Prismatic Maze is a game that manages a lot of information that needs to be persisted to be retrieved later.
This post is a quick dive into how this state is managed, versioned and updated in the game.
Each save game is persisted as a database file that has some game data along side a hierarchy of structures that represent maps and tiles and creatures and items.
When the game is playing, some of this data is loaded and updated and more data is added dynamically.
This works based on a game engine we built called Ecology Engine, which consists of a collection of libraries that are referenced from the game project.
The Ecology Engine is designed to facilitate building games based on a grid-based representation of the game world where everything is mutable and many things are alive.
One of the main components of the engine is state management, designed to be improved and extended during development of multiple games.
Long term game state is managed using relational data and stored in a file-based database.
As development on the game continues, new features are introduced that depend on or work with new data in long term state.
We're adding features incrementally and consistently and the game is out there with saved games from versions ranging from initial release to current.
Managing the data in a file on the player's machine introduces a problem with how to update things over time.
Updates to the game bits are handled by the platform.
In this case Steam will update the game files automatically so when we publish an update players will download it when the game is launched next.
Updating the data in the save game can be more tricky.
If we don't update the save game format, we risk making it impossible to load an old save game after an update.
To solve this problem, we use a number of different versioning and update systems that have been built into the engine over time.
The basic pattern we use is:
- Add Version information to data you want to be updatable
- When you load that data, check its version and systematically update it until it's up to date
- Save the updates automatically with the rest of data
The database itself has a Metadata table that stores data related to its schema - the structure of tables and the shape of the data is stored in them.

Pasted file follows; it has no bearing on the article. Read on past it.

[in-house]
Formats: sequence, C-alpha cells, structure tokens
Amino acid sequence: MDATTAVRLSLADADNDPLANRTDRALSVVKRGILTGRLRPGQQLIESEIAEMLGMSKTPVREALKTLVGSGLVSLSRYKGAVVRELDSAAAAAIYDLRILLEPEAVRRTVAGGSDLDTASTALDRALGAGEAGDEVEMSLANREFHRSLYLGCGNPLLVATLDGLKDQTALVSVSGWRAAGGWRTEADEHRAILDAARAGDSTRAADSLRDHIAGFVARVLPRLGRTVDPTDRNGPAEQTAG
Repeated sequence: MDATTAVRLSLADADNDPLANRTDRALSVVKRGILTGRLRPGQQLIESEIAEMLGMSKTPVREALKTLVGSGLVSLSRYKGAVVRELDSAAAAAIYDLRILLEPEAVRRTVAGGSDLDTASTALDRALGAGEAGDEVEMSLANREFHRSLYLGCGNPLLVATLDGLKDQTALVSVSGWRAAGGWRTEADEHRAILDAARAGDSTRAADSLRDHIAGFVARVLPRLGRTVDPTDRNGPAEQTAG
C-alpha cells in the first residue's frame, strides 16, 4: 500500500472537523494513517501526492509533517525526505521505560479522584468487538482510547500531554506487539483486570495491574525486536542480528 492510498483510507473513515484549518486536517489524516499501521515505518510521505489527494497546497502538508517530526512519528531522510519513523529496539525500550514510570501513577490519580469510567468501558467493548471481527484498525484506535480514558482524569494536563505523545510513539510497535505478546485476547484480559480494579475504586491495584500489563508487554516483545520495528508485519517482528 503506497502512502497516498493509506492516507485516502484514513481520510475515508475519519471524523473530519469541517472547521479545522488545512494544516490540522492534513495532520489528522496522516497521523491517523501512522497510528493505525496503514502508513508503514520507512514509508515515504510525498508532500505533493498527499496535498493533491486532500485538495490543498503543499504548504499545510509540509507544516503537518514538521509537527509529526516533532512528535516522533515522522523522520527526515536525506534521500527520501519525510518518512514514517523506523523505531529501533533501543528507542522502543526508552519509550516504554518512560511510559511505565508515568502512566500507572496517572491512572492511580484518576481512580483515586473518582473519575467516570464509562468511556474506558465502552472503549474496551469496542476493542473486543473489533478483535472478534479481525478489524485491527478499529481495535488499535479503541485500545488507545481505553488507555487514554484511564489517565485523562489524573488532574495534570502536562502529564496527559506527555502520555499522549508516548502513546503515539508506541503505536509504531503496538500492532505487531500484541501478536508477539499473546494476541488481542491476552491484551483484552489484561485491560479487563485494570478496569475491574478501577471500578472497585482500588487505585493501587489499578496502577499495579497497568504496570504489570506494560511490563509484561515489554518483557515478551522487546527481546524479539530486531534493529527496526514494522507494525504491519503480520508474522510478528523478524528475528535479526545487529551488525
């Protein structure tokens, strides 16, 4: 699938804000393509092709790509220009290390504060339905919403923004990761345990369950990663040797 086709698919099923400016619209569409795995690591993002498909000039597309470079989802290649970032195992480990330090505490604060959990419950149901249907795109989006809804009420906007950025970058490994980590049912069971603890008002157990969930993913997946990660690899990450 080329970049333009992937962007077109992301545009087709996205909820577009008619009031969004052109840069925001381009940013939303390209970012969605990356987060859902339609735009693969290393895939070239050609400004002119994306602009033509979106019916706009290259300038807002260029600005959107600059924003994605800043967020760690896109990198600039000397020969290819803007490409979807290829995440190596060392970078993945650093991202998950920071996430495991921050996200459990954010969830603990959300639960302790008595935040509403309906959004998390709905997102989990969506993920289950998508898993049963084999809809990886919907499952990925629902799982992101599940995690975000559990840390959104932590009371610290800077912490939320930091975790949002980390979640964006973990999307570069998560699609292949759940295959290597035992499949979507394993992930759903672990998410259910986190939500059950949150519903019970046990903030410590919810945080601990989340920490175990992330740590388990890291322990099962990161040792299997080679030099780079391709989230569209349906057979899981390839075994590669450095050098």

When the engine loads the database, it checks the schema version and runs it through a sequence of updates to bring it up to the current version that the code requires.
The database updates are made by running update scripts that can effect both the structure of tables as well as the data in them.
Whenever a save game is loaded, it is automatically updated to the current format.
Database Metadata Table Contents
A lot of data stored in the database is also versioned.
For instance, both Players and Pigment Creatures are stored as Creatures.
All Creatures share some properties like their position on the map and whether they're alive as well as DNA.
DNA is stored as a string, but really it's a serialized version of an instance of a creature of a specific type - all the properties that make up that creature as well as all the properties of those properties, all the way down until the entire thing can be re-loaded in the same state from that description.
When the engine loads a map, it unthaws the creatures associated with that map from their DNA, which can then be updated and saved along with the map data when the game is saved.
When the creature is unthawed, it's version is compared and systematically updated using logic similar to the way the database is updated, bringing it up to the current format.
When that creature gets saved next, its updated version persists along with its current state.
Versioned data currently in use:
- PigmentCreatureDNA - 0.0.0.2
- PlayerCreatureDNA - 0.0.0.4
- MazeGameDataModel - 0.0.0.5
- MazeMapBlueprint - 0.0.0.16
The game state and configuration options work in a similar way to Creature DNA.
This game state describes things like what maps have been completed and what items are in storage.
The configuration options like current save game and language and volume settings are stored in a registry key.
These too are versioned and updated dynamically when loaded.
The image above is from one of the tools we use,
showing how game and creature data is stored as raw strings.
With patterns like these - semantic versioning, auto-updating, polymorphism, open-closed principle, etc. - we are able to add to and extend the game in significant ways that wouldn't be possible otherwise.